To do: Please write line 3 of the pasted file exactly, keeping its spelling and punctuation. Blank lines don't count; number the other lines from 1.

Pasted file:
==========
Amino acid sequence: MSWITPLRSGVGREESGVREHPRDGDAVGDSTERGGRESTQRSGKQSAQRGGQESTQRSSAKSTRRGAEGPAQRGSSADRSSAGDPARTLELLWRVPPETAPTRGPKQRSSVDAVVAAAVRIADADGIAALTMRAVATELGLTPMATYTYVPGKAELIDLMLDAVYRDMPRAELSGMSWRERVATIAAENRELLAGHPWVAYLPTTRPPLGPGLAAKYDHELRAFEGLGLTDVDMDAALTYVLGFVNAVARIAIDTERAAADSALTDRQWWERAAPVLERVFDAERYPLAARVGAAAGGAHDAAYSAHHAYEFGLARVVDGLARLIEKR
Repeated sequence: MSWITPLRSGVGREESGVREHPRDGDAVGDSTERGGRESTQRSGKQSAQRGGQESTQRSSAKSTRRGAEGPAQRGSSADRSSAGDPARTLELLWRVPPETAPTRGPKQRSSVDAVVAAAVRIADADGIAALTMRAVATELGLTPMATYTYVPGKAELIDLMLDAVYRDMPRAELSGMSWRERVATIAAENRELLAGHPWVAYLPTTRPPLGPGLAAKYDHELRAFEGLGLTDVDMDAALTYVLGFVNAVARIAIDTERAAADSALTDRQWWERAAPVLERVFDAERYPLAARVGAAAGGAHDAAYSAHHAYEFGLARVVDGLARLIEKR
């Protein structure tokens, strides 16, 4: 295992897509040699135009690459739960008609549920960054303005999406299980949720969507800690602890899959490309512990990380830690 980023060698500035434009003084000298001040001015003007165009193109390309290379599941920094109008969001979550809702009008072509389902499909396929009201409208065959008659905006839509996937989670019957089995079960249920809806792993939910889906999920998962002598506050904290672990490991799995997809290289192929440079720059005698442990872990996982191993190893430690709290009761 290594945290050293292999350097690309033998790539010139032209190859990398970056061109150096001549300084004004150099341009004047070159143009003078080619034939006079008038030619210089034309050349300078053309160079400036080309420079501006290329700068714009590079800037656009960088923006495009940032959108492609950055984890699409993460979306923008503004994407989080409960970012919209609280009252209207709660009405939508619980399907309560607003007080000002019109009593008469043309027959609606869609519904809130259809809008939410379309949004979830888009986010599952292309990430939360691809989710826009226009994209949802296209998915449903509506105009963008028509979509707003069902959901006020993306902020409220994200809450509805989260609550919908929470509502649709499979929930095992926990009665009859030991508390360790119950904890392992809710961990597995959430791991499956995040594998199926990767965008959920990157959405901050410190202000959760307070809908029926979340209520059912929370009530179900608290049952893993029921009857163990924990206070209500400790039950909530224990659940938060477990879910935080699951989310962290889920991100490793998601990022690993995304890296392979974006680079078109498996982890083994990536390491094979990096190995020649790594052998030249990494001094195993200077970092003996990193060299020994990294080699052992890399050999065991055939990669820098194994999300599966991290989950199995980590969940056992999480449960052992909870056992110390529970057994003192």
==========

């Protein structure tokens, strides 16, 4: 295992897509040699135009690459739960008609549920960054303005999406299980949720969507800690602890899959490309512990990380830690 980023060698500035434009003084000298001040001015003007165009193109390309290379599941920094109008969001979550809702009008072509389902499909396929009201409208065959008659905006839509996937989670019957089995079960249920809806792993939910889906999920998962002598506050904290672990490991799995997809290289192929440079720059005698442990872990996982191993190893430690709290009761 290594945290050293292999350097690309033998790539010139032209190859990398970056061109150096001549300084004004150099341009004047070159143009003078080619034939006079008038030619210089034309050349300078053309160079400036080309420079501006290329700068714009590079800037656009960088923006495009940032959108492609950055984890699409993460979306923008503004994407989080409960970012919209609280009252209207709660009405939508619980399907309560607003007080000002019109009593008469043309027959609606869609519904809130259809809008939410379309949004979830888009986010599952292309990430939360691809989710826009226009994209949802296209998915449903509506105009963008028509979509707003069902959901006020993306902020409220994200809450509805989260609550919908929470509502649709499979929930095992926990009665009859030991508390360790119950904890392992809710961990597995959430791991499956995040594998199926990767965008959920990157959405901050410190202000959760307070809908029926979340209520059912929370009530179900608290049952893993029921009857163990924990206070209500400790039950909530224990659940938060477990879910935080699951989310962290889920991100490793998601990022690993995304890296392979974006680079078109498996982890083994990536390491094979990096190995020649790594052998030249990494001094195993200077970092003996990193060299020994990294080699052992890399050999065991055939990669820098194994999300599966991290989950199995980590969940056992999480449960052992909870056992110390529970057994003192």